Sashan Rodrigo makes a case for using biodiesel to reduce fuel dependency

The fuel crisis in the country has been an eye-opener for many Sri Lankans in terms of our dependence on conventional diesel and petrol imports. A solution to this problem could be to utilise locally produced biodiesel as a substitute for critical needs such as energy and logistics.

Historically, biodiesel has not gained much traction due to the need to use food to produce energy. While that is one method of producing biofuel however, there are others that don’t require the utilisation of food.

According to Lt. Col. Chandana Weerakoon, who advocated the use of biodiesel back in 2015, its efficiency is three times more than fossil
fuel diesel; and its use will benefit the financial well-being of the country.

Furthermore, biodiesel systems have been tested by the Coconut Research Institute (CRI) where a vehicle was successfully driven using coconut oil. So why hasn’t it been promoted or used on a greater scale?

Well, it’s because there are a large number of misconceptions surrounding the production of biodiesel, as well as this alternative coming under the renewable energy umbrella.

Sri Lanka’s history of utilising renewable energy has been poor; and though we have plenty of it around us, we’ve failed to capitalise on these renewables.

Biodiesel is produced by using recycled vegetable oil or animal waste and then putting that liquid through a transesterification process. Basically, this process involves fats or oils reacting with alcohol to produce esters and glycerine, which are by products.

The glycerine can then be refined to be used in soap and the methanol can be combined with a catalyst to generate crude biodiesel, which can be refined to produce biodiesel.

If anyone is thinking about doing this at home, a word of caution: glycerine is a highly flammable and dangerous substance to work with. So it’s not recommended to start production in your backyard! The process to produce bio-diesel must not be confused with renewable or ‘green diesel,’ which is a different process.

According to the United States Department of Energy, biodiesel has many benefits. The US, which is the largest producer of biodiesel globally, has integrated it into the energy sector and this helps to manage demand for power.

In diesel engines, emissions such as nitrogen oxide (NOx) and carbon dioxide (CO2) are reduced significantly when using biodiesel. This is especially true for engines manufactured after 2010, which have had selective catalytic reduction (SCR) technology installed in them, which reduce CO2 emissions by 74 percent and NOx to near zero levels compared with using regular diesel.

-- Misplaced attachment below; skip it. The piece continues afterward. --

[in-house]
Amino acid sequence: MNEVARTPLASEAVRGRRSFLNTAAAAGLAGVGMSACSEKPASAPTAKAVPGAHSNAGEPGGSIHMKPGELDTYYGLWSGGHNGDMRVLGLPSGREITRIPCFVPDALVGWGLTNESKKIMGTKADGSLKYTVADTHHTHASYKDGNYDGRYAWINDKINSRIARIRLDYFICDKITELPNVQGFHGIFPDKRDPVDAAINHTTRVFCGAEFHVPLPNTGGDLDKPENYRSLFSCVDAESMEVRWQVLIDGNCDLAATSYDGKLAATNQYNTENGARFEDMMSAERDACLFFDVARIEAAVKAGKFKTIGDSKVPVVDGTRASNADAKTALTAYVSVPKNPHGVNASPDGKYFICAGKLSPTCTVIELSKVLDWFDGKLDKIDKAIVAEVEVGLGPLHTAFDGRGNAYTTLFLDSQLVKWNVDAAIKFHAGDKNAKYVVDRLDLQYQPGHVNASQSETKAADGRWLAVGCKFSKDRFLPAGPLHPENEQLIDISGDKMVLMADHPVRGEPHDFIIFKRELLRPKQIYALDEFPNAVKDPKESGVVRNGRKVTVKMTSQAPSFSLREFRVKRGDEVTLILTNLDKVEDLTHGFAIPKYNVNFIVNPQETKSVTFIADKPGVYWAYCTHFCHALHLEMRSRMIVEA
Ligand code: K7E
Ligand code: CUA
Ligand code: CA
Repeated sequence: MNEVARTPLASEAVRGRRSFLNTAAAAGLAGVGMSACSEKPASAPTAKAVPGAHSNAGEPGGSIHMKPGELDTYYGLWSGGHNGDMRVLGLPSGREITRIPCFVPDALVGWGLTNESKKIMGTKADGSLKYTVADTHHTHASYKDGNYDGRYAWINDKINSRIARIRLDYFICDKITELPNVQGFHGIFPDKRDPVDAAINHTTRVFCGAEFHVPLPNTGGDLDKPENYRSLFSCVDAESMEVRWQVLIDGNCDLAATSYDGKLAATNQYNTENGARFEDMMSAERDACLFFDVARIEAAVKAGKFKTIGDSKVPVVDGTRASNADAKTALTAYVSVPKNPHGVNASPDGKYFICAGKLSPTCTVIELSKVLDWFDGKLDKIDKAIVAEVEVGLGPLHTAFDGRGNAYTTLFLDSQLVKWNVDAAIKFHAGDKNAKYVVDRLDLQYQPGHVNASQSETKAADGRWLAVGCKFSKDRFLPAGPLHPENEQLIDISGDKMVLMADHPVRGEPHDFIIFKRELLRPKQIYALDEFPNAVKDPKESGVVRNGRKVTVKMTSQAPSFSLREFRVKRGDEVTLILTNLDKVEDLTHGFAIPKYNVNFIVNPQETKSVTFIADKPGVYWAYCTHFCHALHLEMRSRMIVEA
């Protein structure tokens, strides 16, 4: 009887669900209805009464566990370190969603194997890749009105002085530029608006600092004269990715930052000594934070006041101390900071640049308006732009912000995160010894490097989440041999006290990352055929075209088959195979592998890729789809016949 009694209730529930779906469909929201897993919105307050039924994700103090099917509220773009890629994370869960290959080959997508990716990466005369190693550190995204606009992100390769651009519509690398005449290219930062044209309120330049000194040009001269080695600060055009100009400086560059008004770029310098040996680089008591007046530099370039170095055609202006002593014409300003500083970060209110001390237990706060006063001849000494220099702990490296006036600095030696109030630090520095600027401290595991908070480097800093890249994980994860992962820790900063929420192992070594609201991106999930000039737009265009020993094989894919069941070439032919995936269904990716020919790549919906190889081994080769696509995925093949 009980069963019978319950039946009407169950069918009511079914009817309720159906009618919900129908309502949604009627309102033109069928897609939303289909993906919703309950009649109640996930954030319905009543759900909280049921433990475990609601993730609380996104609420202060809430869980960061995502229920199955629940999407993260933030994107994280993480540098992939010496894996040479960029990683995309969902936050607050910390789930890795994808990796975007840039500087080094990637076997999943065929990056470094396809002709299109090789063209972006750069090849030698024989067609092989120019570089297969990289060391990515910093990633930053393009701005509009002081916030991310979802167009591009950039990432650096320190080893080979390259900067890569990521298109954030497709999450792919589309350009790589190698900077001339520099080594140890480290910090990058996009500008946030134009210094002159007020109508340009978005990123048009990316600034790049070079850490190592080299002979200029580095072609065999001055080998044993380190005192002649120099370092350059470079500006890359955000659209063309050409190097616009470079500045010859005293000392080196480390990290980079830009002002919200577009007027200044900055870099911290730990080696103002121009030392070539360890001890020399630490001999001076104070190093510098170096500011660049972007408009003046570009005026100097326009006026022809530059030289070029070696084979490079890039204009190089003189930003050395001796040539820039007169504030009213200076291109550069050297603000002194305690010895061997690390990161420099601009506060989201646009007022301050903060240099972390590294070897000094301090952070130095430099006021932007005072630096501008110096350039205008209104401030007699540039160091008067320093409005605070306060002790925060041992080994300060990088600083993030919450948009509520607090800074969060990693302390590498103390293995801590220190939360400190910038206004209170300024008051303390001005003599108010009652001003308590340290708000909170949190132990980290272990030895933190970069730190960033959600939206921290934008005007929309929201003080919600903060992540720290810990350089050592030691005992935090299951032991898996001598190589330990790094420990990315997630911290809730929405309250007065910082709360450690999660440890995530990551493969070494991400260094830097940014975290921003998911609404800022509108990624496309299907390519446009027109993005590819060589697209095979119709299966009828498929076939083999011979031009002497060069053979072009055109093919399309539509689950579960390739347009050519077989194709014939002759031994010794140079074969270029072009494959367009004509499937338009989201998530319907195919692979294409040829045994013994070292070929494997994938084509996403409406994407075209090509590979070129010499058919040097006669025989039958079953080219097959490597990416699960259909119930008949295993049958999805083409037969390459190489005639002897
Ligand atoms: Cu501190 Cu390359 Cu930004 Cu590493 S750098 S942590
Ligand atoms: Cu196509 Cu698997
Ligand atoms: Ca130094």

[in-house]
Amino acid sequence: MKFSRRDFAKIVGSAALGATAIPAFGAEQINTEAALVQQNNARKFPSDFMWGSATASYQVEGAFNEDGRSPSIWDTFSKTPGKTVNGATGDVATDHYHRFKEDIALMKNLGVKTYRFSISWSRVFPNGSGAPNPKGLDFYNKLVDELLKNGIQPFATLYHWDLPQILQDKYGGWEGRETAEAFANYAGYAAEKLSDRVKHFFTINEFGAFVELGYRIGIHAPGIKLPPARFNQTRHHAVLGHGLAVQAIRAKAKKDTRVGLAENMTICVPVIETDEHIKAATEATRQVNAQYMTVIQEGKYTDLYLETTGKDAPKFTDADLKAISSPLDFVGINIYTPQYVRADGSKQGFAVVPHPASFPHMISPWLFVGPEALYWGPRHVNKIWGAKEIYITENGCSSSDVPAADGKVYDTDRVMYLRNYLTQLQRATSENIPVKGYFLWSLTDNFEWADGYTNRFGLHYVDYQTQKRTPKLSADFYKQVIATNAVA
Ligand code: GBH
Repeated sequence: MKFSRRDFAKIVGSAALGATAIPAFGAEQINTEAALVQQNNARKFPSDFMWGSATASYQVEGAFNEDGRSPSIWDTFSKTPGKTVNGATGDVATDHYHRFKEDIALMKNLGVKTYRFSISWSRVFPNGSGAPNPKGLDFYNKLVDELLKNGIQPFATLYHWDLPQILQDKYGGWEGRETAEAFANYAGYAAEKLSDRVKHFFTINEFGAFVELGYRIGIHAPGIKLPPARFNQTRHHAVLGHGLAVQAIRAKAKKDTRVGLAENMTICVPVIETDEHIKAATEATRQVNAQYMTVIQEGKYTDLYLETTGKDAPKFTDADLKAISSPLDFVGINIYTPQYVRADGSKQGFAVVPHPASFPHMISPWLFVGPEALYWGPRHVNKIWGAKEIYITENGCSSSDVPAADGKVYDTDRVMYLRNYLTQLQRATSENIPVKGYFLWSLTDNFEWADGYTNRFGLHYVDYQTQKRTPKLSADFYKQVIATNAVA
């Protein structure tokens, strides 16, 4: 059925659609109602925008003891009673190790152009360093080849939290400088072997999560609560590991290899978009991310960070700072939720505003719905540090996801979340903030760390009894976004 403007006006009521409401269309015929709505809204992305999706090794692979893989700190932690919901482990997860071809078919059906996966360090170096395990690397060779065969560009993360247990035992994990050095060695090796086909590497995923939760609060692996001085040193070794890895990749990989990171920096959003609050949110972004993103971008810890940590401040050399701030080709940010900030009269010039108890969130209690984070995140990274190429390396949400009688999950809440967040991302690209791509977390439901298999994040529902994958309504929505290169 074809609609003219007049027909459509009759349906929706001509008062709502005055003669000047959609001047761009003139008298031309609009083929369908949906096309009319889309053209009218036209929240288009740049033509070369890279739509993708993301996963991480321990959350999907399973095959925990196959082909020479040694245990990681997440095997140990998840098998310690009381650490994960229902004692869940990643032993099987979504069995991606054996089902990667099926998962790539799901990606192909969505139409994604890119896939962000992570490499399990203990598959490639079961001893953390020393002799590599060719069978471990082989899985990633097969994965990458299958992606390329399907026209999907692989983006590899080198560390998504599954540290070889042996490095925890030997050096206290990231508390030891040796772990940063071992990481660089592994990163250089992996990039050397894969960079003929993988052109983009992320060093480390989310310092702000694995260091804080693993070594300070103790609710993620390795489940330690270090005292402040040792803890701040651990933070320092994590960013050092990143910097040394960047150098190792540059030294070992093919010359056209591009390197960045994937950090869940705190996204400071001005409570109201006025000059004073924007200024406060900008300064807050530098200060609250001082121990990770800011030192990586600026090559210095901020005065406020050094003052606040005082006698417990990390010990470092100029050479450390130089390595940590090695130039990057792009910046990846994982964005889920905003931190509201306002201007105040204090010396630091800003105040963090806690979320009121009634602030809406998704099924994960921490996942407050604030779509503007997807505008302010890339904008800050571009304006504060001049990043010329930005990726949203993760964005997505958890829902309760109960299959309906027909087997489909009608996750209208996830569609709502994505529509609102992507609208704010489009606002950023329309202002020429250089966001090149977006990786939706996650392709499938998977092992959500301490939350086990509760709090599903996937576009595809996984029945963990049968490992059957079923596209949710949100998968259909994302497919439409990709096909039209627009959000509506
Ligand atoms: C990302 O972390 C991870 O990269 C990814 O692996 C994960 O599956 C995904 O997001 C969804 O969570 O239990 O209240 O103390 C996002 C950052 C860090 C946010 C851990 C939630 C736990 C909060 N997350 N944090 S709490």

There are several blends of biodiesel – namely B5, B20 and B100. B20 is the most commonly used while B100 is less so. Emission levels are commensurate with the blend level of the biodiesel.

For example, B20 would have 20 percent of the emission reduction benefit of B100. It should be noted that B20 is widely used because it provides a good balance between energy output for every gallon and biodiesel content.

In Sri Lanka, we have plenty of options when it comes to producing biodiesel. Waste vegetable oil (WVO) and animal fats that can be obtained from hotels or homes can be used as a good feedstock.

The highest yield feedstock for biodiesel is algae, which can produce 250 times the amount of oil for each acre as soybeans. When it comes to using seeds, Sri Lankans already know how to extract biodiesel from high fat types such as domba and mee.

Sri Lanka can also produce a large quantity of biodiesel especially since home scale brewing operations, if done right, are extremely profitable and can supplement current energy sources. Additionally, it reduces damage to the environment and requires less waste management. This also enables consumers to retain more resources and revenue within their communities.

In Sri Lanka, the market can include owners of hand tractors and tractors, as well as diesel powered trucks. And if modified correctly, biodiesel can even be used for generators of telecom towers and power plants, and this can ease the burden of importing diesel.

Government regulations to increase biodiesel production will also assist in increasing the quantity of this fuel present in the country. In New Zealand, technological advancements include a method that has been developed to use sewage waste as a substrate for algae, which can then be used to produce biodiesel and greatly increase yield amounts.

Biodiesel should be promoted and made use of to supplement the energy sector especially since Sri Lanka has plenty of resources to do so.

Another major advantage is that Sri Lankans already know how to make biodiesel. A market should be created and developed for the production, sale and use of biodiesel as this will bring in much needed revenue and help alleviate our need to import fuel – at least, to a certain extent. This will also provide some respite to our ailing economy.